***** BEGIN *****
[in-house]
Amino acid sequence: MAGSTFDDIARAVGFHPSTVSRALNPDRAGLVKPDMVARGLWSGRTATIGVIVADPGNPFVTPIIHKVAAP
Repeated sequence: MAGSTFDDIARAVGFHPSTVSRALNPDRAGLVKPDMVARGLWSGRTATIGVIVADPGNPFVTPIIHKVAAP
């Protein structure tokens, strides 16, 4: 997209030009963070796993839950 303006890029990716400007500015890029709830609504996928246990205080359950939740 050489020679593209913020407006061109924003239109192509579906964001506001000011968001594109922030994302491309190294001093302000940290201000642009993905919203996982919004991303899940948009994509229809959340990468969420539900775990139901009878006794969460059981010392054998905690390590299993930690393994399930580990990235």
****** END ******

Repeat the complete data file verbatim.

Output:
[in-house]
Amino acid sequence: MAGSTFDDIARAVGFHPSTVSRALNPDRAGLVKPDMVARGLWSGRTATIGVIVADPGNPFVTPIIHKVAAP
Repeated sequence: MAGSTFDDIARAVGFHPSTVSRALNPDRAGLVKPDMVARGLWSGRTATIGVIVADPGNPFVTPIIHKVAAP
């Protein structure tokens, strides 16, 4: 997209030009963070796993839950 303006890029990716400007500015890029709830609504996928246990205080359950939740 050489020679593209913020407006061109924003239109192509579906964001506001000011968001594109922030994302491309190294001093302000940290201000642009993905919203996982919004991303899940948009994509229809959340990468969420539900775990139901009878006794969460059981010392054998905690390590299993930690393994399930580990990235």